Tom Boonen's towering performance at the Tour of Flanders last week has seen him installed as favourite to win Paris-Roubaix for a record-equalling fourth time on Sunday as Classics season, and with it our Fantasy Cycling game, heads across the border from Belgium into France. The Hell of the North, however, generally reckoned to be the toughest of cycling's five Monuments, is no respecter of reputations and plenty of pitfalls lie in wait. It's a race that some riders detest, but others thrive upon. Here's our guide.
In many ways, the race whose nicknames include ‘the Queen of the Classics’ is one of contradictions. To begin with, it hasn’t started in the French capital itself for nearly half a century; since 1968, it has started in Compiègne, some 70 kilometres further north.
Then there’s the infamous pavé that characterises much of the route from just before the 100 kilometre mark onwards; true, cobblestones have always featured, but prior to the Second World War, that was simply because that’s how many roads in Northern France were made.
In fact, in pre-World War II days, much of the route was raced along main roads. As those were resurfaced following the end of the conflict, there was a very real chance that the pavé would disappear altogether, in the name of progress, of course.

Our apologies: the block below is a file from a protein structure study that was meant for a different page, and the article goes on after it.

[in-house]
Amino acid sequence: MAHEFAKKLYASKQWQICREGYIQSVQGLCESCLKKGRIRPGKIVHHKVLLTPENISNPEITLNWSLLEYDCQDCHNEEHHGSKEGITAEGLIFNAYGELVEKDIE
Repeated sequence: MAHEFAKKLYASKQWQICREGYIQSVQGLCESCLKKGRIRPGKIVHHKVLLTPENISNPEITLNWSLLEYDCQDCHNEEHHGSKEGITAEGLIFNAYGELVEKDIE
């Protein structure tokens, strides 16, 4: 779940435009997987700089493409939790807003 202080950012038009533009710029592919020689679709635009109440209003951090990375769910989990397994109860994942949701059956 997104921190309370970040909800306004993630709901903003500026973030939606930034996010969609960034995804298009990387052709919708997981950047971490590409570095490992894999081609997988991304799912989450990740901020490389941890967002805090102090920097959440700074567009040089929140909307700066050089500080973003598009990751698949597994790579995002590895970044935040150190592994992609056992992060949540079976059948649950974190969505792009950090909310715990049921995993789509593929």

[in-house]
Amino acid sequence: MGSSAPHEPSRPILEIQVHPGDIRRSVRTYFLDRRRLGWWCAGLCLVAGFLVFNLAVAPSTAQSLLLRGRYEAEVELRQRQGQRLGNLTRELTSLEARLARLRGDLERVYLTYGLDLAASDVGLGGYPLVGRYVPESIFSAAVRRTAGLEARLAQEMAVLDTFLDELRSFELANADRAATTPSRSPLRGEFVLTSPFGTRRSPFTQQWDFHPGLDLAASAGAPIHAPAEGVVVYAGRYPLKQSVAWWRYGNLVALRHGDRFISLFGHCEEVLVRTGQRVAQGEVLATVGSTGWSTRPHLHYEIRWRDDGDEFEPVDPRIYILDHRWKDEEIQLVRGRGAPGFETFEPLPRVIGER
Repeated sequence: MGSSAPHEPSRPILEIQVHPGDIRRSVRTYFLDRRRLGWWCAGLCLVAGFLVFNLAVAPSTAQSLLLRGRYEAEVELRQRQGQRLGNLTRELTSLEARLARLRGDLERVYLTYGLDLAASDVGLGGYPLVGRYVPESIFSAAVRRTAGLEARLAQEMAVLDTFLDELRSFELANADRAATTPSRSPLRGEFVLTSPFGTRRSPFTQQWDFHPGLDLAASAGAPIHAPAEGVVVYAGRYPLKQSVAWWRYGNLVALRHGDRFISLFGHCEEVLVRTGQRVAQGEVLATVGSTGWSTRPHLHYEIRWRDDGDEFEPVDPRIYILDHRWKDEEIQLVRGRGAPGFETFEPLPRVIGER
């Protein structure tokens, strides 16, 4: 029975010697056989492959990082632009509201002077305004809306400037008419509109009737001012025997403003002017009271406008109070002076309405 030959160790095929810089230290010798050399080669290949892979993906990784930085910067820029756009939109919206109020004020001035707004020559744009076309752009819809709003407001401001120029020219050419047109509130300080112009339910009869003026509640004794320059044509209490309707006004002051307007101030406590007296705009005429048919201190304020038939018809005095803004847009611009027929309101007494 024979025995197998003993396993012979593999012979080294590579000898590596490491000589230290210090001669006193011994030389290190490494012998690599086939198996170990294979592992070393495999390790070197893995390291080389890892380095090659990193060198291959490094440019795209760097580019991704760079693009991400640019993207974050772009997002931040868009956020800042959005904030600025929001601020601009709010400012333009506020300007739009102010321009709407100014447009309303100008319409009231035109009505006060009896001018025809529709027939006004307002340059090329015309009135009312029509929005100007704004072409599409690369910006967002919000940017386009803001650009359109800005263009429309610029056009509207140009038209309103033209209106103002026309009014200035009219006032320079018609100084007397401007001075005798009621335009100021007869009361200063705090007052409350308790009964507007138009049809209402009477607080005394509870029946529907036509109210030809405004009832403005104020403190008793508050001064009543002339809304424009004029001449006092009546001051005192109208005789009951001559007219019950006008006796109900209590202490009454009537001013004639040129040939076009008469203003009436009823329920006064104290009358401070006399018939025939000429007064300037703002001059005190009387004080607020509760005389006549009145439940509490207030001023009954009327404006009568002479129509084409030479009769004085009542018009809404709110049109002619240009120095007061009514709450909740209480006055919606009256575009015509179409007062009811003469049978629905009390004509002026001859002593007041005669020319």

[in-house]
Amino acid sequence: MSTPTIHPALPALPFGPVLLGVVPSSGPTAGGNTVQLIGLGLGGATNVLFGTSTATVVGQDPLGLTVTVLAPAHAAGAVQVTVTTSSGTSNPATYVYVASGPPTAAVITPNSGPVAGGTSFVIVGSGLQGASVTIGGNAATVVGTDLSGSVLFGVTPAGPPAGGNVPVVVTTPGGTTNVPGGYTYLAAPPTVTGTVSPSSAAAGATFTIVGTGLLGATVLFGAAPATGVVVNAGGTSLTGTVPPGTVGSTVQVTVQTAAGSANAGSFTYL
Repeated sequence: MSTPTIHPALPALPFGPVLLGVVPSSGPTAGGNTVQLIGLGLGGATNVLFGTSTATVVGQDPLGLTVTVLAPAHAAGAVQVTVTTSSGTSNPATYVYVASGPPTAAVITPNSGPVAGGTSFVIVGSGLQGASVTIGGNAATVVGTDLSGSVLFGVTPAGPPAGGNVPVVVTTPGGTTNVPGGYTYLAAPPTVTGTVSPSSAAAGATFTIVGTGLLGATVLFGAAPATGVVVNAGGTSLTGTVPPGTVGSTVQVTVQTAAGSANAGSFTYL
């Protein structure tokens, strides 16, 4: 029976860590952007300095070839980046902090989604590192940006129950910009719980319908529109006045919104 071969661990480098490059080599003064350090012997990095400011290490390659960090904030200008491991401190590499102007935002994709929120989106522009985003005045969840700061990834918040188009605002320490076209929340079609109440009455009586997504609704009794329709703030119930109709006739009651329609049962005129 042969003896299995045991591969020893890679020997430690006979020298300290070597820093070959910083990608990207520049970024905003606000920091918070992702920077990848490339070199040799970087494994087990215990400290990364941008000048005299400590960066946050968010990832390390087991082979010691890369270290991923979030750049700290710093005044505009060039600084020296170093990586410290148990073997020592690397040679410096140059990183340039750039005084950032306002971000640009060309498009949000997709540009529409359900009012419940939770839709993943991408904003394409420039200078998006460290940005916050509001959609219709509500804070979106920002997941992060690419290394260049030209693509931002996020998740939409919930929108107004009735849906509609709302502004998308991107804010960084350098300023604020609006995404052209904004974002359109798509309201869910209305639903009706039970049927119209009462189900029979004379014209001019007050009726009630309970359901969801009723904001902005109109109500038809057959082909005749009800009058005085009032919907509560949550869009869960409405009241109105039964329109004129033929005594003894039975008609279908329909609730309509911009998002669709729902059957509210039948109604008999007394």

That it didn’t is due to the efforts of race organiser Albert Bouvet, who with Jean-Claude Vallaeys set up Les Amis de Paris Roubaix, an organisation which to this day battles to preserve the existing secteurs of pavé, as well as seeking out new ones.
What that means is that many of the stretches of the cobblestones emblematic of the race nowadays are on roads that are little more than farm tracks and which see more traffic during the week leading up to Paris-Roubaix and the day of the race itself than they do during the rest of the year put together.
These are not the same cobbles as you’ll find across the border in Belgium, by the way; the stones of the pavé at Paris-Roubaix in many secteurs are bigger, rougher, the gaps between them bigger and packed with moss, or small shards of stone that can cause a race-ending puncture more punishing on rider and bike alike.
Numbered in countdown order - Secteur 27 is the first to be encoutered - they are also graded according to difficulty, the rating changing from year to year, as volunteers repair some, while others miss out on the attention they need - this year, the Arenberg very nearly didn't feature for that reason.